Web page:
Thursday I got the opportunity to eat lunch with a new friend and hear her journey with fertility. It was good to be with one another and be real. Friday, Saturday and Sunday were pretty packed with people. I sit here today utterly exhausted with no emotional reserves. I long for the hurt to go away so I can get on with life today and this week–chores, study, celebrations, taxes, leading, listening, preparing for Easter. My friend, Beth, is always good to remind me to take my own advice–giving grace and going to God in the midst of the struggle. Why is it that I am such a hypocrit? Maybe because the person I am is merely learning to become that which it is not naturally–dependent, trusting, resting, bearing, loving (all characteristics of Christ) instead of self-reliant, self-righteous, independent, critical, and straight up selfish (all characteristics of Jen)! I thank God that through Christ, he gives immense grace.
So, today I pray to put into practice that which I know is true–‘I am the Vine, you are the branches. If a man remains in me and I in him, he will bear much fruit. Apart from me, you can do nothing.’ ‘His yoke is easy and his burden in light.’ My niece reminded me last week that Jesus wept–he knew sadness. May I trust Him in the midst.

Isolation: The Devil’s Playground

The more I age and mature as a woman, the more I see we remain the same. By that, I mean, we have some of the same insecurities as that of a 3rd grade girl who wants to feel included, wants to feel valued, wants to be invited to sit at the table for lunch but does not feel that anyone sees her.
Looking back over my life, in each transition, there have been times of loneliness, self-doubt, and glowing insecurities. Whether it was a day camp my parents sent me to as a 5th grader at Ridgecrest conference center, the first year of college where I felt I was my own personal marketer of who I really was (ie. “I’m Jennifer, I love Jesus, I can be fun, and please be my friend–I’m lost here”), the first few years out of college where I felt totally lost without a plan or spouse, marriage and the isolation in friendships that may bring, to crossing over from young adulthood to early mid-adulthood where we are in the in-between of not having children where everyone else does.
In my studies of others, do you know what is crazy? I think women tend to feel that isolation in every season and think they are the only ones. They may even be surrounded by “friends” but not connecting from the heart. They may feel they are playing a role, but do not even really know themselves. Most of the time, as women, they sit in silence with their imaginations raging–“I’m lonely–no one ever told me having a child is so hard and isolating.” “I thought I would have my answers met in marriage–I did not know how much I would long for connection with other women.” “Does my husband even care who I am?” “Everyone is leaving me behind, and they do not understand or care.” “I live alone. If I choked on a chicken bone, would anyone care or know?” (aka Liz Lemon from 30 Rock) “I think I am the only one who struggles with ______, am I even a Christian?”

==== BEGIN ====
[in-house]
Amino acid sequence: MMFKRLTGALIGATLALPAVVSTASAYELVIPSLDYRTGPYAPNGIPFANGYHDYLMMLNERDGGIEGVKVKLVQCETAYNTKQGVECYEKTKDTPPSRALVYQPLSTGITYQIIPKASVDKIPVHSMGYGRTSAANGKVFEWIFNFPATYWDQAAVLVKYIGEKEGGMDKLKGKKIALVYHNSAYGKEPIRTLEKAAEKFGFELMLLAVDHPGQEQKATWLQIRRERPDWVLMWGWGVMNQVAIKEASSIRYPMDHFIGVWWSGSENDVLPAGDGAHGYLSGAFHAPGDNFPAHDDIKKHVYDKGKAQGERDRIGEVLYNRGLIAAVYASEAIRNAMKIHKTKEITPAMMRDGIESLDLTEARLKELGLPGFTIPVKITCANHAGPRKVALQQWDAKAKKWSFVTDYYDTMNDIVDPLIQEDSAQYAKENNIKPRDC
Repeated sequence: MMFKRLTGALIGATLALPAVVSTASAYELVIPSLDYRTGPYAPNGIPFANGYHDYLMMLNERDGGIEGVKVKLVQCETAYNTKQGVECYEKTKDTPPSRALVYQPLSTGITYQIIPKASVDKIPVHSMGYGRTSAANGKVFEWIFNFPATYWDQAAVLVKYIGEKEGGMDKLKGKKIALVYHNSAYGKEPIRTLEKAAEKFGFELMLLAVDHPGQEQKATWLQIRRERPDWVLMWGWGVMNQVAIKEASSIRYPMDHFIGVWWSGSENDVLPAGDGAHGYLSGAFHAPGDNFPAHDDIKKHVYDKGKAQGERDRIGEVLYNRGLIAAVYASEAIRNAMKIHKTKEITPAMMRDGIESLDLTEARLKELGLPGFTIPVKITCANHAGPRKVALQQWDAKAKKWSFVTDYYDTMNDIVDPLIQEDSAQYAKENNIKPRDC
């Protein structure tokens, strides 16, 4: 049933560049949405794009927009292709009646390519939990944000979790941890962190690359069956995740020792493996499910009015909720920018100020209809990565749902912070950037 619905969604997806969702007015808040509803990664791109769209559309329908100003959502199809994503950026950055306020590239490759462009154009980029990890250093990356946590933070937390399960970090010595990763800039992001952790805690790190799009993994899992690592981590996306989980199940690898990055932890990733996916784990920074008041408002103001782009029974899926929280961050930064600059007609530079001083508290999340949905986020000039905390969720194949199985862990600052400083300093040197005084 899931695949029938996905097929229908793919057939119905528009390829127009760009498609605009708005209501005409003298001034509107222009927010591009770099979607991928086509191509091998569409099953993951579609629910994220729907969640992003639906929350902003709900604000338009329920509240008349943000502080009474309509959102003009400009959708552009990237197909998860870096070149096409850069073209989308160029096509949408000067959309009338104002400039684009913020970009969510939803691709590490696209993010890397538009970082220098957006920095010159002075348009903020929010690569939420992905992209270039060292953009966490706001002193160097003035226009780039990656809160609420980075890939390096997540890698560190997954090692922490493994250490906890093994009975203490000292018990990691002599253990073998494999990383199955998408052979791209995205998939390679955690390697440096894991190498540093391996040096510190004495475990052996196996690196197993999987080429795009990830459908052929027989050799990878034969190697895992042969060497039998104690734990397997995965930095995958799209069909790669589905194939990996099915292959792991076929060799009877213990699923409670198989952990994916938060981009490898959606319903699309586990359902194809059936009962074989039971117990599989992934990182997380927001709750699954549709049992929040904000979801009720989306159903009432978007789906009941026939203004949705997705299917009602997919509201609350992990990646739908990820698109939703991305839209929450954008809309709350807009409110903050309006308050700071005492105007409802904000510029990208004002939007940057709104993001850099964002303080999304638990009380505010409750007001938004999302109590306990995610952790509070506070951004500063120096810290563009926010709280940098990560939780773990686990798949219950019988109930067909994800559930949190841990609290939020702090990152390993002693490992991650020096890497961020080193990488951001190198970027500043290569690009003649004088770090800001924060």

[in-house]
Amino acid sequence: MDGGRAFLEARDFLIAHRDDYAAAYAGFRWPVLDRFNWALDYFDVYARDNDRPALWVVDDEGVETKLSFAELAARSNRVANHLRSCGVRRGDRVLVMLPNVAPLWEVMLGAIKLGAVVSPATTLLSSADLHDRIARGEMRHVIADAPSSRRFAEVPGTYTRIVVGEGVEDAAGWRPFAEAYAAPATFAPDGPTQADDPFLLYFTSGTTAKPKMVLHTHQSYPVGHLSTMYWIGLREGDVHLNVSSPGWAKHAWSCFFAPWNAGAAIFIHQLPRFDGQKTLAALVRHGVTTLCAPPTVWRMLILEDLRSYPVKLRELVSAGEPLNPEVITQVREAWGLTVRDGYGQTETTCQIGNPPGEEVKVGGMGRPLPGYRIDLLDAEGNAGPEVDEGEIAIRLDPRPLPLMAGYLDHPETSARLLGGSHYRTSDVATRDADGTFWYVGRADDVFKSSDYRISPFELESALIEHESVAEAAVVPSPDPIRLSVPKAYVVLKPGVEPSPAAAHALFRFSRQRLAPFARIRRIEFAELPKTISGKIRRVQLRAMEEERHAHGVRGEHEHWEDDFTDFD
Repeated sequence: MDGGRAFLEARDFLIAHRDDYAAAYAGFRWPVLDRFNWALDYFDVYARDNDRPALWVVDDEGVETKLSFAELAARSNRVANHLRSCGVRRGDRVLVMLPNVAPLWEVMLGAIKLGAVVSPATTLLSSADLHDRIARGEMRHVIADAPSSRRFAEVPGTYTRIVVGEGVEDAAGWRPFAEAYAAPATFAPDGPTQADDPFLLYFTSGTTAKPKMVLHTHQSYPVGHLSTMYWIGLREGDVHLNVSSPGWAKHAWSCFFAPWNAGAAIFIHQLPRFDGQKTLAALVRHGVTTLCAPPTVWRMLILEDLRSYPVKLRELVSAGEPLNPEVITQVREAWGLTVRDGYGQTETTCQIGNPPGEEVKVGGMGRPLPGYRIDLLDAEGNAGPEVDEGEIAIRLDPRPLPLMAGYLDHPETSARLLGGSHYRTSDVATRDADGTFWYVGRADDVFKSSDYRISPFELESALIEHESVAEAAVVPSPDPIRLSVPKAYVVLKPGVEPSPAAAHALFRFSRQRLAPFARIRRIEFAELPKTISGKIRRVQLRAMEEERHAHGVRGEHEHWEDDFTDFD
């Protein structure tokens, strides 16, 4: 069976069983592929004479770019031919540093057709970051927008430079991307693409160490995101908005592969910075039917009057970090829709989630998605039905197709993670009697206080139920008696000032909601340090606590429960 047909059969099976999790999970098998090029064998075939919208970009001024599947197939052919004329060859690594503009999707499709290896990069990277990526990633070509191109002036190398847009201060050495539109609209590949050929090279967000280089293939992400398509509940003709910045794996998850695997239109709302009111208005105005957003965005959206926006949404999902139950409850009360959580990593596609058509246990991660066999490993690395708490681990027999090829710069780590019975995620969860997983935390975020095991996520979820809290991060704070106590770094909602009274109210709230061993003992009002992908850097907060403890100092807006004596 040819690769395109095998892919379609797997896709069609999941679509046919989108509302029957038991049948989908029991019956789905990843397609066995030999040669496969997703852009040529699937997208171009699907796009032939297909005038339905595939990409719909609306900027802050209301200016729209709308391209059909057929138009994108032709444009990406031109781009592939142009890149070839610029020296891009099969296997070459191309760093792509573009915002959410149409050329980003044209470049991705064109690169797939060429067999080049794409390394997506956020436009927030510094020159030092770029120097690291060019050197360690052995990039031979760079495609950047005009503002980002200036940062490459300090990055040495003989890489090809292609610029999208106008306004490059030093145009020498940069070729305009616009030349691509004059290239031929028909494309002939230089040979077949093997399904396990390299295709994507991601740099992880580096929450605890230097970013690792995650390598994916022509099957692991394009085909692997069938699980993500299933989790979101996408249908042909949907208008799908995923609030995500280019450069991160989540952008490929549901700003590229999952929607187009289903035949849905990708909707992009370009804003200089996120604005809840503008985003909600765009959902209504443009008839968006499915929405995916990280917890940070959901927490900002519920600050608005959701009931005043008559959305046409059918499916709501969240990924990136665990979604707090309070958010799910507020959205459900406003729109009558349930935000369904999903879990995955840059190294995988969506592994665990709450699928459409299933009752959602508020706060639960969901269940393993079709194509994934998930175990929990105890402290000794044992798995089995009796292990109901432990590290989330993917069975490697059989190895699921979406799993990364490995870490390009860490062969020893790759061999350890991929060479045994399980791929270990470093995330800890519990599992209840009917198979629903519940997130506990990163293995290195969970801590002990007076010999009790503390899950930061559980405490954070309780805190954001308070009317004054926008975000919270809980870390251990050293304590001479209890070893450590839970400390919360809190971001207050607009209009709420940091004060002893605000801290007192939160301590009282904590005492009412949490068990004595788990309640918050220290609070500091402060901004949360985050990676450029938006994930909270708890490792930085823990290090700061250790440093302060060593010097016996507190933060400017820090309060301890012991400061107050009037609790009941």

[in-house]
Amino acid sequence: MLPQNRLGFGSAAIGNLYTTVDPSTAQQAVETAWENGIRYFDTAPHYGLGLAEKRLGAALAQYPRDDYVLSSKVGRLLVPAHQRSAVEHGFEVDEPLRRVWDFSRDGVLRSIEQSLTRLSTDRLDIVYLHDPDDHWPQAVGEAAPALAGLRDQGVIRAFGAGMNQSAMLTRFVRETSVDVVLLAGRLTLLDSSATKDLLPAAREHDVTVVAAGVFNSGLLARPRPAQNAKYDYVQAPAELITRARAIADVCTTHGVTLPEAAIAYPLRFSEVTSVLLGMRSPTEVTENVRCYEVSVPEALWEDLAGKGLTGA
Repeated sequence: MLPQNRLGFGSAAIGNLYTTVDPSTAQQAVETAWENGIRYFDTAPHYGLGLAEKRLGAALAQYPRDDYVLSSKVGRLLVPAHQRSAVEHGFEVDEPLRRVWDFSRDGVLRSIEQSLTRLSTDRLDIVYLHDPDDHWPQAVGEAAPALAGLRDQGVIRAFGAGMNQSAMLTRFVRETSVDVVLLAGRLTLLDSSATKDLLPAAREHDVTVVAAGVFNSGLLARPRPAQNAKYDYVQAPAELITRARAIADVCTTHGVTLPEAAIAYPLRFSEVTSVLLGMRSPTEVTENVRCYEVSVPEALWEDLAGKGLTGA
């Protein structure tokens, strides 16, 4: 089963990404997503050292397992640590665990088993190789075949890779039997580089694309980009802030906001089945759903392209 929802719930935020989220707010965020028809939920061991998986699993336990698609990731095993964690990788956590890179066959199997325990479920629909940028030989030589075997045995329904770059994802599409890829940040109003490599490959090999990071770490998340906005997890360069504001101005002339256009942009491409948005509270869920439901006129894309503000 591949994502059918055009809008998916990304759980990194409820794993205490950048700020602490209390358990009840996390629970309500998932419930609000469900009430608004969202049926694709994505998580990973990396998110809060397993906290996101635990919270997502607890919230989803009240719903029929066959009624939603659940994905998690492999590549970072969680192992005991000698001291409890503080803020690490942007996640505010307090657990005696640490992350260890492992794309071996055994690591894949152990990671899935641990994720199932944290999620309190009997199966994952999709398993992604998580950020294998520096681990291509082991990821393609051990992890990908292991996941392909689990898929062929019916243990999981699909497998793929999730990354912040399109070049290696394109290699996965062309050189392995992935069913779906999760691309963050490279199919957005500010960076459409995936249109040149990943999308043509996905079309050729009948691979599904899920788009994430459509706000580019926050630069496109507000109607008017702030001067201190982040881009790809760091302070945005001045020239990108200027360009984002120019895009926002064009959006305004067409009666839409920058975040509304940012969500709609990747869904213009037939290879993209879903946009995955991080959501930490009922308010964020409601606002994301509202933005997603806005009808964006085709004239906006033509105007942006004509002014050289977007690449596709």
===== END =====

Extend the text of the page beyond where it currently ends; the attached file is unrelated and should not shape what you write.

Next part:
God has blessed me with women around me who are real–who have shared those thoughts about marriage, about children, about eating disorders, about lust, about temptations, about sexual disfunction in marriage, about jealousy. He has in turn, blessed me with being able to share those thoughts out loud. Do you know what happens when you share them out loud and ask for help? Their power is shattered. Satan, The Accuser, cannot steal us from God’s hand if we are in Christ, but he can isolate and accuse us. We are meant to live in community, in a body, but this world today is all about isolation (Facebook, Blogs, email, texting, tv, internet shopping, small families, etc). My greatest fear is the age when I have teenagers who want to retreat into text messaging and pseudo realities instead of knowing how to live, walk and struggle in real relationships. A whole generation is in college right now on the cusp of adulthood, and they have grown up that way.
I long to be real and teach others to cling to Christ in the midst of pain, struggle, and questions. It is only in Him that we are made whole. He, in turn, brings us into a new community that we can be real and struggle with. When you say it aloud, you never know who will speak up and identify with exactly where you are walking. Two are better than one. Speaking up allows for light to shine in the darkness of that isolation…for truth to shatter the accusations…for love to cover over a multitude of sins. Speaking up allows for others to follow suit. Where are you isolated and need to speak today?